The text is punctuated with specific cases, the analysis of which is not only well documented but also conveniently illustrated with tables of B interest. Among them is one that presents the evolution of pro-euro opinion in Germany and the growing Europhile position of the average German voter, without which Merkel would not have reached the previously unthinkable point of accepting the mutualisation of EU debt. Or those that note how England, France and Russia's trade with Germany increased before the First World War, or that of the United States with Japan before the Second World War, exemplifying that rivalry between nations does not normally affect their commercial transactions.

Other interesting aspects of the piece include his warning that "the class average will force China out of geopolitical excitement", because international instability and risk endangers Chinese economic progress, and "keeping its class average happy takes precedence over dominance over the world". "My constraint-based framework suggests that Beijing is much more constrained than US policymakers seem to think (...) If the US pushes too hard on trade and Economics, it will threaten the prime directive for China: escape the middle-income trap. And that is when Beijing would respond with aggression," says Papic.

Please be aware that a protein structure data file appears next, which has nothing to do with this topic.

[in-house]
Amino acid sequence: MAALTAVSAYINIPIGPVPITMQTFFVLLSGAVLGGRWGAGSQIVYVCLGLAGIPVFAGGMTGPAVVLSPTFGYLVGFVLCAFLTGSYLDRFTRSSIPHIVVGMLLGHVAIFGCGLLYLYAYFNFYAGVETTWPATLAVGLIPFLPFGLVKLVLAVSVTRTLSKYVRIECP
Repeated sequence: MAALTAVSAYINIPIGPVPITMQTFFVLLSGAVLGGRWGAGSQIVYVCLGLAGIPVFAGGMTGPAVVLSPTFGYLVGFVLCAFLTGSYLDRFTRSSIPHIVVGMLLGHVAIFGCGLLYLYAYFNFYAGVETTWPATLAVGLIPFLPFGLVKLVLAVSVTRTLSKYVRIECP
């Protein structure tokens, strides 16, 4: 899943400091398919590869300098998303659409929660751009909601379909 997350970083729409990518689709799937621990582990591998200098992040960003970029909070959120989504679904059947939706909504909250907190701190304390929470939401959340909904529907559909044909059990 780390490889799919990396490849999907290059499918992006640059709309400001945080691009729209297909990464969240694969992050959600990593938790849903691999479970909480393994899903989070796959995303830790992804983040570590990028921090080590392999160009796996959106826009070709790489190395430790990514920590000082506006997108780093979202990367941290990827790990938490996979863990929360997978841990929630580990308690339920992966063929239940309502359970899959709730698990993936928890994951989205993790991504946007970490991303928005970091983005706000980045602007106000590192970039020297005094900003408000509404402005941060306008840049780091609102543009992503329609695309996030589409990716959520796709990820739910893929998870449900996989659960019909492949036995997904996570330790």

Regarding the EU, the author sees no risks for European integration in the next decade. "The geopolitical imperative is clear: integrate or perish into irrelevance. Europe is not integrating because of some misplaced utopian fantasy. Its sovereign states are integrating out of weakness and fear. Unions out of weakness are often more sustainable in the long run deadline. After all, the thirteen original US colonies integrated out of fear that the UK might eventually invade again.

Another suggestive contribution is to label as the "Buenos Aires Consensus" the new economic policy that the world seems to be moving towards, away from the Washington Consensus that has governed international economic standards since the 1980s. Papic suggests that we are exchanging the era of "laissez faire" for one of a certain economic dirigisme.